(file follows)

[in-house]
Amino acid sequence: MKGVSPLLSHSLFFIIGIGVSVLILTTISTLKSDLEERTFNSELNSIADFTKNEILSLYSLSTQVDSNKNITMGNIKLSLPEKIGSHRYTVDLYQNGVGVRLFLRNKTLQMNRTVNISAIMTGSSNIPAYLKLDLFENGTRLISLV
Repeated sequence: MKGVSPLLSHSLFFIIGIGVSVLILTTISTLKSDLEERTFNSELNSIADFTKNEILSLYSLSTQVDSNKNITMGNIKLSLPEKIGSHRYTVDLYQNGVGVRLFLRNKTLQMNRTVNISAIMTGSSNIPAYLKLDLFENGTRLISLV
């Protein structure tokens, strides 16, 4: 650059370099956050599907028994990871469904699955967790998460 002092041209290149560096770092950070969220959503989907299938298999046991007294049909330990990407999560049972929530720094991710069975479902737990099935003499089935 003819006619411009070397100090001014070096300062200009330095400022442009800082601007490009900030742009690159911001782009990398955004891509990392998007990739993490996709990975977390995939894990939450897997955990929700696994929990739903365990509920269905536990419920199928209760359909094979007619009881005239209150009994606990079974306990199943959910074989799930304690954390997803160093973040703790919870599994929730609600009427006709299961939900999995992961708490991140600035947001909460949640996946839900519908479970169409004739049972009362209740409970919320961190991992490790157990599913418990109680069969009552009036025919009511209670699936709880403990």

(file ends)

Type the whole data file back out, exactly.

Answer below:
[in-house]
Amino acid sequence: MKGVSPLLSHSLFFIIGIGVSVLILTTISTLKSDLEERTFNSELNSIADFTKNEILSLYSLSTQVDSNKNITMGNIKLSLPEKIGSHRYTVDLYQNGVGVRLFLRNKTLQMNRTVNISAIMTGSSNIPAYLKLDLFENGTRLISLV
Repeated sequence: MKGVSPLLSHSLFFIIGIGVSVLILTTISTLKSDLEERTFNSELNSIADFTKNEILSLYSLSTQVDSNKNITMGNIKLSLPEKIGSHRYTVDLYQNGVGVRLFLRNKTLQMNRTVNISAIMTGSSNIPAYLKLDLFENGTRLISLV
């Protein structure tokens, strides 16, 4: 650059370099956050599907028994990871469904699955967790998460 002092041209290149560096770092950070969220959503989907299938298999046991007294049909330990990407999560049972929530720094991710069975479902737990099935003499089935 003819006619411009070397100090001014070096300062200009330095400022442009800082601007490009900030742009690159911001782009990398955004891509990392998007990739993490996709990975977390995939894990939450897997955990929700696994929990739903365990509920269905536990419920199928209760359909094979007619009881005239209150009994606990079974306990199943959910074989799930304690954390997803160093973040703790919870599994929730609600009427006709299961939900999995992961708490991140600035947001909460949640996946839900519908479970169409004739049972009362209740409970919320961190991992490790157990599913418990109680069969009552009036025919009511209670699936709880403990």